The chemistry, biology and vertical flux of particulate matter from the upper 400 m of the Cape Basin in the southeast Atlantic Ocean

TitleThe chemistry, biology and vertical flux of particulate matter from the upper 400 m of the Cape Basin in the southeast Atlantic Ocean
Publication TypeJournal Article
Year of Publication1978
AuthorsBishop, J. K. B., D. R. Ketten, and J. M. Edmond
JournalDeep Sea Research
Call NumberDRK6710
KeywordsAtlantic Ocean, biogeochemical cycles, biological productivity, vertical flux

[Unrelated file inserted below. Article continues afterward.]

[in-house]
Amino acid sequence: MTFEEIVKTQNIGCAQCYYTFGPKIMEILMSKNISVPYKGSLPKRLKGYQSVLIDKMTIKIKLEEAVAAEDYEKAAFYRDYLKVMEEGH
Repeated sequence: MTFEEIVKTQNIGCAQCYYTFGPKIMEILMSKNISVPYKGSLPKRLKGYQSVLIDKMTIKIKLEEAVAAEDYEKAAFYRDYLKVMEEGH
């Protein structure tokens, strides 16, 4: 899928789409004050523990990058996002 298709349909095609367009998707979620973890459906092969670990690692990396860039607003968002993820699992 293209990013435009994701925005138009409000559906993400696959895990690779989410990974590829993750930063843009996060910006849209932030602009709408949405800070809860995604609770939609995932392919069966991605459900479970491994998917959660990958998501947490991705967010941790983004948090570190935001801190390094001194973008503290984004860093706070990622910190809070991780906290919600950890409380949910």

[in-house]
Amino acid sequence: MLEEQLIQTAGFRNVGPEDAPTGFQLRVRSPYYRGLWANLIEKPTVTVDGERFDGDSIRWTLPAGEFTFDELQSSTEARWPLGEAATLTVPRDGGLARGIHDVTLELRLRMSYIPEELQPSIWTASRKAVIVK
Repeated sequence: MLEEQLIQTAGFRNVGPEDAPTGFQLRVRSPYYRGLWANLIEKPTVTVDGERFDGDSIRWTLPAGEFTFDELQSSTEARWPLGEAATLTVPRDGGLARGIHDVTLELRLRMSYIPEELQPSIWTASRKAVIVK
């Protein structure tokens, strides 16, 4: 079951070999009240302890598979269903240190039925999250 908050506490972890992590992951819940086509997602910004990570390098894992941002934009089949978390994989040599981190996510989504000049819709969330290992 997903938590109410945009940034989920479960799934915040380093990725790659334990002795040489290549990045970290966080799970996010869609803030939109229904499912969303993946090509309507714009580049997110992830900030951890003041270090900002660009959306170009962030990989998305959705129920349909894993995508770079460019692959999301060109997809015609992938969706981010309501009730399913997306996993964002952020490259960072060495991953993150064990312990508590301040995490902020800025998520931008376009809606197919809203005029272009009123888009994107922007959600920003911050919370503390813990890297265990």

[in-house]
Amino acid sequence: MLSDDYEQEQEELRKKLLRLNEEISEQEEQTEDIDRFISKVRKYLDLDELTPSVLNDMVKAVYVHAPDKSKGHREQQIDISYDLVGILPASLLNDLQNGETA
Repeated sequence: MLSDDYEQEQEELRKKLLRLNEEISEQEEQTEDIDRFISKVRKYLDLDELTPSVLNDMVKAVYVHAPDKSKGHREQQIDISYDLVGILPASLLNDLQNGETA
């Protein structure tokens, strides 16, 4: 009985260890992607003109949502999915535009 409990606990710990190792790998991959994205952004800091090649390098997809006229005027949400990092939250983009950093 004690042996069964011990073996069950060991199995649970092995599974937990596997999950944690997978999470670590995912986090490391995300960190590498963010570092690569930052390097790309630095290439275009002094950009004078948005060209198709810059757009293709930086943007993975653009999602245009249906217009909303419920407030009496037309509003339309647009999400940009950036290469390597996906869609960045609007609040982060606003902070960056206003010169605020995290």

Particulate matter, divided into <1-, 1- to 53- and >53-μm size fractions, was obtained using the Large Volume in situ Filtration System (LVFS), Southlant Expedition, R.V. Chain 115, and was analysed for chemical (dry weight, Na, K, Mg, Ca, carbonate, opal, Sr, C and N), organismal (species assemblage and population densities), and morphological distributions. Profiles from LVFS Stas. 4 to 8 covering regions of low to high productivity and coastal upwelling in the southeast Atlantic are compared with that from LVFS Sta. 2, equatorial Atlantic.Maxima in organism abundances and particulate mass were generally coincident and occurred at the base of the mixed layer or near-surface when the mixed layer was poorly developed or absent. A consistent distributional pattern of organisms was observed.Features of the particulate matter distributions attributed to the feeding activities of zooplankton are: strong vertical concentration gradients of mass, organic matter, and organisms; 10-fold enrichment with depth of the > 53-μm fraction with coccolith carbonate; decrease in organic content from 100% at the surface to 50 to 60% at 400 m; fragmentation of most test material below 100 m; and the production of fecal pellets and fecal matter. Coccolithophorids and diatoms were the dominant sources of particulate carbonate and opal.One- to 53-μm organic C/N ratios were 7.3±0.5 (σ) in productive waters; the <1-μm ratios were lower. Particulate organic carbon was distributed uniformly below 200 m with concentrations reflecting surface productivity. The calcium to carbonate ratios exceeded unity with values as high as 2.5 being typical of surface waters near Capetown where diatoms dominated; the cycling of excess calcium is 1 to 2 × 1013 mol yr−1 or approximately 20% of the annual carbonate precipitation by organisms. Vertical mass fluxes through 400m of Foraminifera, fecal pellets, and fecal matter were calculated for three stations using settling models and particle size distributions. Corresponding chemical fluxes of organic carbon, carbonate, and opal are given. Comparisons are made with recalculated fluxes for LVFS Sta. 2. Over 90% of the organic matter produced in the euphotic zone is recycled in the upper 400 m. The recycling efficiency is nearly 99% in areas of low productivity; the organic to carbonate carbon and the silicate to carbonate ratios are highest at locations where the mass flux is greatest.